The motion was granted. (Doc. 27 at 1 n.1).
mentioned above. (Doc. 25 at 2; Doc. 32 at 2). What remains unclear is why the federal defendants -- who are also defendants in the state case -- did not peruse the "public record" before representing to the Court that no appeal had been filed. Equally puzzling is why counsel did not inquire of the defendants whether an appeal had been filed or, if counsel did inquire, why the defendants did not mention the pending state lawsuit. Although the defendants assert (without supporting evidence) that they have not been "served with the documents which were filed," (Doc. 25 at 2; Doc. 32 at 2), they were clearly served with something on May 26, and the plaintiffs' evidence suggests it was, or included, the state court complaint/appeal. (Doc. 26 at 19-20). These circumstances are troubling, but the plaintiffs' motion is procedurally defective. A party seeking sanctions must first serve his adversary with a motion for sanctions, and he must not file the motion unless the adversary fails to withdraw or otherwise correct the offending contention within 21 days of service. Fed. R. Civ. P. 11(c)(2). The defendants assert, and the plaintiffs admit, noncompliance with this requirement. (Doc. 26 at 3; Doc. 32 at 4). Failure to give the required 21-day notice "forecloses Rule 11 sanctions." Macort v. Prem, Inc., 208 Fed. Appx. 781, 786 (11th Cir. 2006).2 Moreover, the defendants' motion to supplement or clarify properly corrected the objectionable representation that no appeal had been filed. For the reasons set forth above, the motion for sanctions is denied.3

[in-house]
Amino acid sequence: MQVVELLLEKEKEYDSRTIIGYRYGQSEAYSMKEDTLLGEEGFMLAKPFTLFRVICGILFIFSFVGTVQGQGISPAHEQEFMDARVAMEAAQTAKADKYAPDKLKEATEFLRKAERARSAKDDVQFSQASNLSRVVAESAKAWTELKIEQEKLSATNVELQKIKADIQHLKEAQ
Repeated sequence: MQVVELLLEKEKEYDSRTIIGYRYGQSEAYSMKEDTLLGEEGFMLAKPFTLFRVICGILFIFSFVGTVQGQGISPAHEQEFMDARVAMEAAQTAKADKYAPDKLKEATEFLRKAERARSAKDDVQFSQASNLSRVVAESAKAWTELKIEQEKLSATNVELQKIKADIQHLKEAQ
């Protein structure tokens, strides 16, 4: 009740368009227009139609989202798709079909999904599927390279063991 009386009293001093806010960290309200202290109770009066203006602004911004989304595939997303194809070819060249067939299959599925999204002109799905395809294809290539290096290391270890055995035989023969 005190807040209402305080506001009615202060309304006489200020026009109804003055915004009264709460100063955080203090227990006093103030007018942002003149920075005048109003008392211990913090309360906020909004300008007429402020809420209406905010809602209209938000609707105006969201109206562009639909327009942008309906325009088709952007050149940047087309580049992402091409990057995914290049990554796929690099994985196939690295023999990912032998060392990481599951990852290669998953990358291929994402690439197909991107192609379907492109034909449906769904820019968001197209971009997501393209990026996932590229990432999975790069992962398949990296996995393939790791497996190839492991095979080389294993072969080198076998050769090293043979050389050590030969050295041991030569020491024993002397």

Accord In re: Schaefer Salt Recovery, Inc., 542 F.3d 90, 99 (3rd Cir. 2008); Anderson v. XYZ Correctional Health Services, Inc., 407 F.3d 674, 679 (4th Cir. 2005); In re: Pratt, 524 F.3d 580, 588 (5th Cir. 2008); Winterrowd v. American General Annuity Insurance Co., 556 F.3d 815, 826 (9th Cir. 2009); Roth v. Green, 466 F.3d 1179, 1192 (10th Cir. 2006).
The plaintiffs' motion is choked with over two dozen allegations that the defendants and their counsel are "lying" and presenting "blatant falsehoods," and it includes allegations of "perjury." The plaintiffs' pro se status will not shield them from the consequences of such irresponsible conduct in this Court.
DONE and ORDERED this 27th day of January, 2010. s/ WILLIAM H. STEELE UNITED STATES DISTRICT JUDGE